Director: David S. F. Wilson
Cast: Vin Diesel, Eiza Gonzalez, Sam Heughan, Toby Kebbell, Guy Pearce
Runtime: 1 hr 50 mins
Rating: PG13 (Some Violence and Coarse Language)
Released By: Sony Pictures
Opening Day: 12 March 2020
Synopsis: Based on the bestselling comic book, Vin Diesel stars as Ray Garrison, a soldier recently killed in action and brought back to life as the superhero Bloodshot by the RST corporation. With an army of nanotechnology in his veins, he’s an unstoppable force –stronger than ever and able to heal instantly. But in controlling his body, the company has sway over his mind and memories, too. Now, Ray doesn’t know what’s real and what’s not – but he’s on a mission to find out.
Lest you think he is content to play Dominic Toretto for the rest of his filmmaking career, Vin Diesel has chosen to headline this adaptation of the Valiant Comics character before the release of the next instalment of the ‘Fast and Furious’ franchise. Here, Diesel plays special ops soldier Ray Garrison, who is ambushed along with his wife after a violent hostage extraction in Kenya, shot dead, and brought back to life as a technologically enhanced superhuman.
In his feature film debut, video game auteur David S.F. Wilson keeps the pace lively and brisk, compressing all that backstory into a montage of scenes before the opening credits. We begin in earnest with Ray waking up on a hospital gurney inside a gleaming skyscraper, his body having being donated by the military to the dubiously named Rising Spirit Technologies founded by ethically questionable scientist Dr Emil Harting (Guy Pearce). Sporting a bionic arm, Dr Harting informs Ray that he has been injected with microscopic ‘nanites’ into his bloodstream, giving him the power to heal almost instantaneously from grievous injury.
Ray is haunted by the memory of one Martin Axe (Toby Kebbell), who had tied him to a chair in a meat locker, done a Tarantino shuffle, and then made him watch a cattle-bolt being shot through the head of his wife (Talulah Riley). It isn’t long before Ray breaks out of the facility, tracks Martin down to Budapest, and traps him in a vehicular tunnel riddled with flour before exacting holy vengeance upon him. Predictably, Ray is shut down after he returns from his personal mission or is it…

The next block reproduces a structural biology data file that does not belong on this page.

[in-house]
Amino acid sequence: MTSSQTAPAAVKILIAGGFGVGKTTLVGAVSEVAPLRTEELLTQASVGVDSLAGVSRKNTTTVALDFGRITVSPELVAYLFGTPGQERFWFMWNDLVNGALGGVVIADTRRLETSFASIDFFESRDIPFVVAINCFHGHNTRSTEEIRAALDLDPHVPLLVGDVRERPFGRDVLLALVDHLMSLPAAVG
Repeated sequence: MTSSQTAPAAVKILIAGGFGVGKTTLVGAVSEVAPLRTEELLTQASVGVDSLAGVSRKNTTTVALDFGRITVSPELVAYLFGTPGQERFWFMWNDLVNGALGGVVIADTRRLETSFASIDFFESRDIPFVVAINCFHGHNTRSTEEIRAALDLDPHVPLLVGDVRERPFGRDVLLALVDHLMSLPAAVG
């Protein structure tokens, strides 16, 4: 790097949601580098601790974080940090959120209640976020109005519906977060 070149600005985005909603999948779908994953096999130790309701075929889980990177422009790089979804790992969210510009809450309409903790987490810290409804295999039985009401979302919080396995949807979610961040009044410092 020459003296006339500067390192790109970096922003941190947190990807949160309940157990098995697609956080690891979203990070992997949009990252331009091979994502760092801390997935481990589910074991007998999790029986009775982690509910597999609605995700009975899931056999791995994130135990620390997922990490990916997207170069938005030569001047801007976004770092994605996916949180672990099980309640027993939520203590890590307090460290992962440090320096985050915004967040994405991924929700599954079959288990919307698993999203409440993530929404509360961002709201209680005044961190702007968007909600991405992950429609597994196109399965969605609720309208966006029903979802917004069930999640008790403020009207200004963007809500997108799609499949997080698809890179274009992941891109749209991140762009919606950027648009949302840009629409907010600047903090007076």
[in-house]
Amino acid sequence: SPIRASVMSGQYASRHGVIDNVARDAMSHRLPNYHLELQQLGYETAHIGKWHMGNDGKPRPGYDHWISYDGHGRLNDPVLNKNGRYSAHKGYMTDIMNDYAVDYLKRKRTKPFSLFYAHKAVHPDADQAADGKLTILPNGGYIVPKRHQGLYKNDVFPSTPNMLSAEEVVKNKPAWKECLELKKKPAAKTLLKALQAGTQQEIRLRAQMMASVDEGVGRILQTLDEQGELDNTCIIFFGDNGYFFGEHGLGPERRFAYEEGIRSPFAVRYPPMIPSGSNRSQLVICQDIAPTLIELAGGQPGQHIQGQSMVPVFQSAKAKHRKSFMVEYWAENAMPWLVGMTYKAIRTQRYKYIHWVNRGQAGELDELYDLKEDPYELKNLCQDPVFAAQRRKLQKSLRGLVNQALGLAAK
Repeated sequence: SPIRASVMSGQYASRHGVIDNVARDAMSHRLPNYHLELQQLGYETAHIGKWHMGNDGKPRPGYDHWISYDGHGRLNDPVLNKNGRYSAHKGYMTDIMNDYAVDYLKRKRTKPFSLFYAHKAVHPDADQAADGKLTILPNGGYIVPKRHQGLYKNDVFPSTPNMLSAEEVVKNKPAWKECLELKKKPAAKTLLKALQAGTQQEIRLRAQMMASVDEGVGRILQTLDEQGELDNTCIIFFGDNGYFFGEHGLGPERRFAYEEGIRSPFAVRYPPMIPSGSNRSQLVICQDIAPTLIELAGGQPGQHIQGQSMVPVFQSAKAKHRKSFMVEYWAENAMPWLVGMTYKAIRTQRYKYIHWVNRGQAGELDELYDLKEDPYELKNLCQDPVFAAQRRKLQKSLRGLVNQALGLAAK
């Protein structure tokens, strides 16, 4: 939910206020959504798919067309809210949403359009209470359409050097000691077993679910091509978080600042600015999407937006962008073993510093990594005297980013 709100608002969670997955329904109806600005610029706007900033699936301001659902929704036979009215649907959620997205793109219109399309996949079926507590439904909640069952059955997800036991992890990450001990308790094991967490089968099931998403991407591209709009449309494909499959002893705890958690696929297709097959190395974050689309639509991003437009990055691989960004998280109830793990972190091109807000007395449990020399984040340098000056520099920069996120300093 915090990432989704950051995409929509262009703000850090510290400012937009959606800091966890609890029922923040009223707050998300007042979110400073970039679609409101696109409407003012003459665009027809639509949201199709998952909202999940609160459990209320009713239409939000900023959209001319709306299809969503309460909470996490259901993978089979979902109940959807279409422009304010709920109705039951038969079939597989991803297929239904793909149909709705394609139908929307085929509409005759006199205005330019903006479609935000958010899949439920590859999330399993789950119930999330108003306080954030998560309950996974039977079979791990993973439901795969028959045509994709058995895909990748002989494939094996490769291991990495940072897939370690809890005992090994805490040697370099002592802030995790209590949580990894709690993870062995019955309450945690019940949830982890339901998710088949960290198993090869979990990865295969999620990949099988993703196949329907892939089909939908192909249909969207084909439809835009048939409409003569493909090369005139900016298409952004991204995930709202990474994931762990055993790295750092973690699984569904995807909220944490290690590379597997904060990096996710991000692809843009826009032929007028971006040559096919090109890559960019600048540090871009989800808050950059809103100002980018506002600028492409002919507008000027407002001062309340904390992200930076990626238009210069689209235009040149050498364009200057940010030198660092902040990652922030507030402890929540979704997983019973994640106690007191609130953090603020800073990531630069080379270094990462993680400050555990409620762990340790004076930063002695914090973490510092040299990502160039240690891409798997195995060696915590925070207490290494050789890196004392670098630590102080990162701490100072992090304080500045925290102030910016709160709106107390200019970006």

There is but one plot twist in an otherwise straightforward narrative, which finds Ray struggling to reclaim his existence in more ways than one. That quest is complicated by the other RST bio-engineered soldiers, including the surly Dalton (Sam Heugan) with limbs of metal, the nasty Tibbs (Alex Hernandez) with ocular lenses for eyes, and the coolly ambiguous KT (Eliza Gonzelez) whom Dr Harting controls through an air-vent in her clavicle. No prizes for guessing who Ray has a soft spot for.
Contrary to what you may be expecting, ‘Bloodshot’ doesn’t serve up one action sequence after another; in fact, those looking for Diesel to go ballistic will probably be shifting in their seats during the second act, as his character Ray tries to figure out how much of a pawn he already is and how much control he has left over his own body. That discovery sees Diesel develop some suitably amiable chemistry with Lamorne Morris, who plays the tech genius/ coder Wilfred Wigans that understands the technology which Ray has no clue over.
It does culminate satisfyingly with a fast and furious (pun intended) duel within the glassed-in elevator shaft on the exterior of a skyscraper, with Ray’s mano-a-mano against his fellow RST upgraded soldiers giving us the opportunity to see Diesel fully unleash his ferocity. Other than that climactic sequence, there is nothing to shout about a foot-and-bike chase in London, or an ambush gone awry in a sprawling mansion in East Sussex. Aside from the fact that they are utterly by-the-numbers, Wilson is also guilty of shooting the action too closely and cutting too quickly.
As sceptical as some may be, Diesel is the one clear and consistent element which holds the movie together from start to finish. You may scoff at his meat-headedness, but Diesel’s earnestness and good-naturedness ultimately earns sympathy for Ray’s circumstances. Oh yes, just like the ‘Fast and Furious’ movies, Diesel brings his signature blend of morality and machismo to the role, and we would say perfectly cast in a movie that would be a whole lot worse off without him.
In truth, there is nothing that is particularly memorable about ‘Bloodshot’, except maybe a cool slo-mo shot of Diesel’s visage reassembling itself after being shot in the face. But as a self-declared Diesel fan, we’re glad the action star (who is now in his early 50s) is not yet keen to settle for just playing Toretto – or for that matter, voice Groot – over and over again. It’s a decent Diesel-powered action vehicle for what it’s worth, and those looking for a popcorn-friendly blend of action and science-fiction will find you can do a lot worse than this derivative but fun diversion.
(It's a Diesel-powered superhero movie, and if you don't mind its derivativeness, you'll find a perfectly decent action vehicle)
Review by Gabriel Chong